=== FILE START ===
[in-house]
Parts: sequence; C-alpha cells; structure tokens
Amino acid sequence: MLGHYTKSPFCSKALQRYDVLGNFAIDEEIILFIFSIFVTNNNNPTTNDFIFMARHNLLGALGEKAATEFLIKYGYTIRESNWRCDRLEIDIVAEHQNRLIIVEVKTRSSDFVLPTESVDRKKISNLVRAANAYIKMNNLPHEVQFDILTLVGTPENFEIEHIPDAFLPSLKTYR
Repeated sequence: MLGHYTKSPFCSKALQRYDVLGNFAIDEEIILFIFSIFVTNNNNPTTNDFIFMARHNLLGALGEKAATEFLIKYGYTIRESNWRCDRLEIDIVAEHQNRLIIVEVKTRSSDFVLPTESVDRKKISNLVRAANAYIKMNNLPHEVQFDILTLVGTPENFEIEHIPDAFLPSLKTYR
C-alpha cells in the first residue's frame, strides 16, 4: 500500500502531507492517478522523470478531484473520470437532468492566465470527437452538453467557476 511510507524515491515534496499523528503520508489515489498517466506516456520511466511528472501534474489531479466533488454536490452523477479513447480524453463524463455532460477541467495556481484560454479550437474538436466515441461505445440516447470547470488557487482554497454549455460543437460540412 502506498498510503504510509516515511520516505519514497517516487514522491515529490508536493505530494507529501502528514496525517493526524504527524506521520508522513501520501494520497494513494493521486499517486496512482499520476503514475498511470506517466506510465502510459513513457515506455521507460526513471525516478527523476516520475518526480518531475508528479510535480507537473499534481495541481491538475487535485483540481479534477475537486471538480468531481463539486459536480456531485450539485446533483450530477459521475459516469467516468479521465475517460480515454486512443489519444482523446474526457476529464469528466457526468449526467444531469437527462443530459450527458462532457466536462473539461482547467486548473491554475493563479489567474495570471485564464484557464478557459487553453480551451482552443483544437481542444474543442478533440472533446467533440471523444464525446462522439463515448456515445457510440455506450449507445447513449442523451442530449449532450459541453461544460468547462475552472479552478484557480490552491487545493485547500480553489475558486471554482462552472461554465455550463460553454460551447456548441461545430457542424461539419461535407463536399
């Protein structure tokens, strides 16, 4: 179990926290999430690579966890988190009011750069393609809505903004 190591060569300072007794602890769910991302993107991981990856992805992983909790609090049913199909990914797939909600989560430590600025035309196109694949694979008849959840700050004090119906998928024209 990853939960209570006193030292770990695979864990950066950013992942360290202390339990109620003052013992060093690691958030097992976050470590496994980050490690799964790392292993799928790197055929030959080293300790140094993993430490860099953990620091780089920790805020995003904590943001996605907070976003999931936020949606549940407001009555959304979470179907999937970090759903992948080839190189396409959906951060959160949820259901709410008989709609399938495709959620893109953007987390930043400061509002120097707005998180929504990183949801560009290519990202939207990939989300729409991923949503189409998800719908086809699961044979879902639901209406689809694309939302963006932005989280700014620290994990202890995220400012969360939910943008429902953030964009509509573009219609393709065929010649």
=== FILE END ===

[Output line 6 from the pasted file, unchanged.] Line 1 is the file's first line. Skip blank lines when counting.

């Protein structure tokens, strides 16, 4: 179990926290999430690579966890988190009011750069393609809505903004 190591060569300072007794602890769910991302993107991981990856992805992983909790609090049913199909990914797939909600989560430590600025035309196109694949694979008849959840700050004090119906998928024209 990853939960209570006193030292770990695979864990950066950013992942360290202390339990109620003052013992060093690691958030097992976050470590496994980050490690799964790392292993799928790197055929030959080293300790140094993993430490860099953990620091780089920790805020995003904590943001996605907070976003999931936020949606549940407001009555959304979470179907999937970090759903992948080839190189396409959906951060959160949820259901709410008989709609399938495709959620893109953007987390930043400061509002120097707005998180929504990183949801560009290519990202939207990939989300729409991923949503189409998800719908086809699961044979879902639901209406689809694309939302963006932005989280700014620290994990202890995220400012969360939910943008429902953030964009509509573009219609393709065929010649």